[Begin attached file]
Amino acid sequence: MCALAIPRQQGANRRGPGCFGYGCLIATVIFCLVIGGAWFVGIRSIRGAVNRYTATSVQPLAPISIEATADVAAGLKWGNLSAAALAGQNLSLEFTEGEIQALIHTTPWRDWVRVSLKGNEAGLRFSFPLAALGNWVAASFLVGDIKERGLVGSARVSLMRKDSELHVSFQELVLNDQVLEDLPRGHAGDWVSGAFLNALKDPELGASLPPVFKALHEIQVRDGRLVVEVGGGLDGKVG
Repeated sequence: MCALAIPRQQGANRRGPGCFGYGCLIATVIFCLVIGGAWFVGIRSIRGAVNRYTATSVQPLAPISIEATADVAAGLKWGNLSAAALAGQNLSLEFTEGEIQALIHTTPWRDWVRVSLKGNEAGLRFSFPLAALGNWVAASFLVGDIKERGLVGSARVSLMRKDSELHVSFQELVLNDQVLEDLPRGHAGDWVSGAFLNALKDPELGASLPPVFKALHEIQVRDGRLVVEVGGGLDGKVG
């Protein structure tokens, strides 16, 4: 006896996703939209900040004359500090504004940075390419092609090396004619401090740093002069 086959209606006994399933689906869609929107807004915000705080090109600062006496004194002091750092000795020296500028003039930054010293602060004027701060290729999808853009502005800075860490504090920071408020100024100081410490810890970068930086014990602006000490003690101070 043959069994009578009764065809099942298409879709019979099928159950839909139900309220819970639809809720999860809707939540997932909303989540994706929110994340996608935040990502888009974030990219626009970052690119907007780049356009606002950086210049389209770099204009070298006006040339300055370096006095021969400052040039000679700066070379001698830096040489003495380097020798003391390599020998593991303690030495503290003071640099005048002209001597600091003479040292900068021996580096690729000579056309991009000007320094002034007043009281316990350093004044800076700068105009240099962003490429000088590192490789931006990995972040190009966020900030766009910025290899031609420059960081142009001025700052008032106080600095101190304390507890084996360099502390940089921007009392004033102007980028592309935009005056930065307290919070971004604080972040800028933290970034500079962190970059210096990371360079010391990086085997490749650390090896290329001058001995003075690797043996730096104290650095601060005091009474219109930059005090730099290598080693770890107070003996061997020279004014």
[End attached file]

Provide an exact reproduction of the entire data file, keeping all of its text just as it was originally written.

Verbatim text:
Amino acid sequence: MCALAIPRQQGANRRGPGCFGYGCLIATVIFCLVIGGAWFVGIRSIRGAVNRYTATSVQPLAPISIEATADVAAGLKWGNLSAAALAGQNLSLEFTEGEIQALIHTTPWRDWVRVSLKGNEAGLRFSFPLAALGNWVAASFLVGDIKERGLVGSARVSLMRKDSELHVSFQELVLNDQVLEDLPRGHAGDWVSGAFLNALKDPELGASLPPVFKALHEIQVRDGRLVVEVGGGLDGKVG
Repeated sequence: MCALAIPRQQGANRRGPGCFGYGCLIATVIFCLVIGGAWFVGIRSIRGAVNRYTATSVQPLAPISIEATADVAAGLKWGNLSAAALAGQNLSLEFTEGEIQALIHTTPWRDWVRVSLKGNEAGLRFSFPLAALGNWVAASFLVGDIKERGLVGSARVSLMRKDSELHVSFQELVLNDQVLEDLPRGHAGDWVSGAFLNALKDPELGASLPPVFKALHEIQVRDGRLVVEVGGGLDGKVG
């Protein structure tokens, strides 16, 4: 006896996703939209900040004359500090504004940075390419092609090396004619401090740093002069 086959209606006994399933689906869609929107807004915000705080090109600062006496004194002091750092000795020296500028003039930054010293602060004027701060290729999808853009502005800075860490504090920071408020100024100081410490810890970068930086014990602006000490003690101070 043959069994009578009764065809099942298409879709019979099928159950839909139900309220819970639809809720999860809707939540997932909303989540994706929110994340996608935040990502888009974030990219626009970052690119907007780049356009606002950086210049389209770099204009070298006006040339300055370096006095021969400052040039000679700066070379001698830096040489003495380097020798003391390599020998593991303690030495503290003071640099005048002209001597600091003479040292900068021996580096690729000579056309991009000007320094002034007043009281316990350093004044800076700068105009240099962003490429000088590192490789931006990995972040190009966020900030766009910025290899031609420059960081142009001025700052008032106080600095101190304390507890084996360099502390940089921007009392004033102007980028592309935009005056930065307290919070971004604080972040800028933290970034500079962190970059210096990371360079010391990086085997490749650390090896290329001058001995003075690797043996730096104290650095601060005091009474219109930059005090730099290598080693770890107070003996061997020279004014």